Like everything else in this life, we expect too much from democracy. Like children who believe their parents can make everything better, we think politicians can solve all our problems. And like parents who tell their children soothing stories to get them to sleep, our politicians whisper in our ears that everything will be all right. And we believe them. Or we pretend that we do. At a certain point, children stop believing that Santa brings their Christmas gifts, but they don’t want to give up the sweet notion, so they try to stay as long as possible in a state of belief-unbelief, knowing-yet-not-knowing. And parents, too, can see when this has happened, but they play along, trying to keep the illusion from dissolving, trying to keep the innocence of childhood for just one day more.
And that’s what we’re like with politicians. We know
they can’t really deliver us to the Promised Land. We know that half of them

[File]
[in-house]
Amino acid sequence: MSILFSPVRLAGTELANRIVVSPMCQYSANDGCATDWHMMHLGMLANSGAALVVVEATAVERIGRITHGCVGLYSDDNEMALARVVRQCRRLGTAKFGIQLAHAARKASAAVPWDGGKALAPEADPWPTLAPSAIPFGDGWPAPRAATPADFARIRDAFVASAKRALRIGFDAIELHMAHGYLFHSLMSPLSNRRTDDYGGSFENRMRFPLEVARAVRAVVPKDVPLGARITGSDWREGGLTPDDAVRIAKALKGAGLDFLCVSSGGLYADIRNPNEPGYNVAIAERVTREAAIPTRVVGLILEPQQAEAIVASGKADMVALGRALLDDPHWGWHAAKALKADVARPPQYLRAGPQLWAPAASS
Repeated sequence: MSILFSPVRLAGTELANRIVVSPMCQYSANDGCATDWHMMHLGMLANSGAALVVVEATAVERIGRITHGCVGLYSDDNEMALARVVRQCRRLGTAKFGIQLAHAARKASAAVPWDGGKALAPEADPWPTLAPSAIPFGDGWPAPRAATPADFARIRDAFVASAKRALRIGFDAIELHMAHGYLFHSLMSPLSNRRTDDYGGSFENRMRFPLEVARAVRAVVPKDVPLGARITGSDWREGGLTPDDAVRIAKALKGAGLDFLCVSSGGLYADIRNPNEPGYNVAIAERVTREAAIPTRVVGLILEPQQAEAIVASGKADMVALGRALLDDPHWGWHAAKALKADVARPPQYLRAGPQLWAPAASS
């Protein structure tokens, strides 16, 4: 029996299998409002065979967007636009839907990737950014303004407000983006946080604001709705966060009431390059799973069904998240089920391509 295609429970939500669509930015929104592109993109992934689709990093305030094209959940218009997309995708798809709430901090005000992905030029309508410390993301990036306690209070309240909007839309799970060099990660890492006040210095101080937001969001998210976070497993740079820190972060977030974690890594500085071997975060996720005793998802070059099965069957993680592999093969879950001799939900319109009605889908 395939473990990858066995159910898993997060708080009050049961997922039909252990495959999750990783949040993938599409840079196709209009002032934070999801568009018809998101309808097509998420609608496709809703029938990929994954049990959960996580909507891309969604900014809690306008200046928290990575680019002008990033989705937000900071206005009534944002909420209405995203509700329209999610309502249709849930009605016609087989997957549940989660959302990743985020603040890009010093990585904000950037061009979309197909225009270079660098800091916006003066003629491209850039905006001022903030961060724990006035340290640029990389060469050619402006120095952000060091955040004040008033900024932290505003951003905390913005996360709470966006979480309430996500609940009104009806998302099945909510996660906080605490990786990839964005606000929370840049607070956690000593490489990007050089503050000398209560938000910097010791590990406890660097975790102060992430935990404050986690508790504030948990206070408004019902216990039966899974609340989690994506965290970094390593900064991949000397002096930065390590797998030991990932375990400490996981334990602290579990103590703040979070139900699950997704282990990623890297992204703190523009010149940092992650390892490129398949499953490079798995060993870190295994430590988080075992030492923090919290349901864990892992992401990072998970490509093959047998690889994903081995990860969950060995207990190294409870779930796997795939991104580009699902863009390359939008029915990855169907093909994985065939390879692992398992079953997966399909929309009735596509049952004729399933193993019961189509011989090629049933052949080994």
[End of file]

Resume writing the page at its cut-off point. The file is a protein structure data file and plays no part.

don’t even really care, just so long as they get to enjoy that sense of being
important, that sense of being someone who matters. As if they matter any more than the rest of us. So we know
they are whispering empty phrases, meaningless phrases, phrases as hollow as a hangman's laugh, and they know we know,
but we all go along with it, just to keep the illusion going a little while yet. But
not to worry, we’re pretty good with illusions—and delusions—so democracy isn't going to come unstuck any time soon. We’ll just keep
right on believing—and not believing—and all will be well.
Oh, and those sad saps who don’t vote because they think it’s
all just a vile cesspit of corruption? Pity the fools, for they also think that
Santa doesn’t bring them their Christmas gifts.